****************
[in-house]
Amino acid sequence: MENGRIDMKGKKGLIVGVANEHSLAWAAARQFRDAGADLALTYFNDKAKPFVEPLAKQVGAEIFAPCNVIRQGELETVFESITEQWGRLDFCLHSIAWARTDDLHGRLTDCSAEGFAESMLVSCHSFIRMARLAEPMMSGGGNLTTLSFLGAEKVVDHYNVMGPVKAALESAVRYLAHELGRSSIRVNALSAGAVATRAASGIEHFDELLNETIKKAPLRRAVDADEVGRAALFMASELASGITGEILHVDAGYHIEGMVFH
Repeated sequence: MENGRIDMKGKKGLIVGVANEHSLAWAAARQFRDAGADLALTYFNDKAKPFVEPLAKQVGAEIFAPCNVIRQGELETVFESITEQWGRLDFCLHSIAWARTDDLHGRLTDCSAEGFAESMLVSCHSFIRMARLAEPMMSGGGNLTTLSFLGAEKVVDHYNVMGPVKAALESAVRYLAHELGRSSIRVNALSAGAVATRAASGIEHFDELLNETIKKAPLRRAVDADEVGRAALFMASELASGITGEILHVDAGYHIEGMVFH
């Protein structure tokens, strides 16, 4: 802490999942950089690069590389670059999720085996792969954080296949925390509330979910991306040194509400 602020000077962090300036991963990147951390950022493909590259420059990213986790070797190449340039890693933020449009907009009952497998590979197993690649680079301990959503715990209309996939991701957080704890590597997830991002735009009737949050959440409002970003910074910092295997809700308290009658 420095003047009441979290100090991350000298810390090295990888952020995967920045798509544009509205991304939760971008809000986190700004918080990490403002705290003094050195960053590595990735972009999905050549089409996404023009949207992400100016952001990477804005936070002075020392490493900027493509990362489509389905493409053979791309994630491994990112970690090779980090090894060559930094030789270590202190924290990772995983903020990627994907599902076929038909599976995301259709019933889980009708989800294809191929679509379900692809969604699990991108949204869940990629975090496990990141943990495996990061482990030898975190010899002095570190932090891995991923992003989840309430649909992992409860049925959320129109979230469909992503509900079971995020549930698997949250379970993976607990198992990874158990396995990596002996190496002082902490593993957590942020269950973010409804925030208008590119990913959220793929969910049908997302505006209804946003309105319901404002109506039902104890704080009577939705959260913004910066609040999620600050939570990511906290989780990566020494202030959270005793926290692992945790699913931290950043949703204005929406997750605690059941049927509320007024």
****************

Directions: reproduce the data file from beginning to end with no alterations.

[in-house]
Amino acid sequence: MENGRIDMKGKKGLIVGVANEHSLAWAAARQFRDAGADLALTYFNDKAKPFVEPLAKQVGAEIFAPCNVIRQGELETVFESITEQWGRLDFCLHSIAWARTDDLHGRLTDCSAEGFAESMLVSCHSFIRMARLAEPMMSGGGNLTTLSFLGAEKVVDHYNVMGPVKAALESAVRYLAHELGRSSIRVNALSAGAVATRAASGIEHFDELLNETIKKAPLRRAVDADEVGRAALFMASELASGITGEILHVDAGYHIEGMVFH
Repeated sequence: MENGRIDMKGKKGLIVGVANEHSLAWAAARQFRDAGADLALTYFNDKAKPFVEPLAKQVGAEIFAPCNVIRQGELETVFESITEQWGRLDFCLHSIAWARTDDLHGRLTDCSAEGFAESMLVSCHSFIRMARLAEPMMSGGGNLTTLSFLGAEKVVDHYNVMGPVKAALESAVRYLAHELGRSSIRVNALSAGAVATRAASGIEHFDELLNETIKKAPLRRAVDADEVGRAALFMASELASGITGEILHVDAGYHIEGMVFH
């Protein structure tokens, strides 16, 4: 802490999942950089690069590389670059999720085996792969954080296949925390509330979910991306040194509400 602020000077962090300036991963990147951390950022493909590259420059990213986790070797190449340039890693933020449009907009009952497998590979197993690649680079301990959503715990209309996939991701957080704890590597997830991002735009009737949050959440409002970003910074910092295997809700308290009658 420095003047009441979290100090991350000298810390090295990888952020995967920045798509544009509205991304939760971008809000986190700004918080990490403002705290003094050195960053590595990735972009999905050549089409996404023009949207992400100016952001990477804005936070002075020392490493900027493509990362489509389905493409053979791309994630491994990112970690090779980090090894060559930094030789270590202190924290990772995983903020990627994907599902076929038909599976995301259709019933889980009708989800294809191929679509379900692809969604699990991108949204869940990629975090496990990141943990495996990061482990030898975190010899002095570190932090891995991923992003989840309430649909992992409860049925959320129109979230469909992503509900079971995020549930698997949250379970993976607990198992990874158990396995990596002996190496002082902490593993957590942020269950973010409804925030208008590119990913959220793929969910049908997302505006209804946003309105319901404002109506039902104890704080009577939705959260913004910066609040999620600050939570990511906290989780990566020494202030959270005793926290692992945790699913931290950043949703204005929406997750605690059941049927509320007024």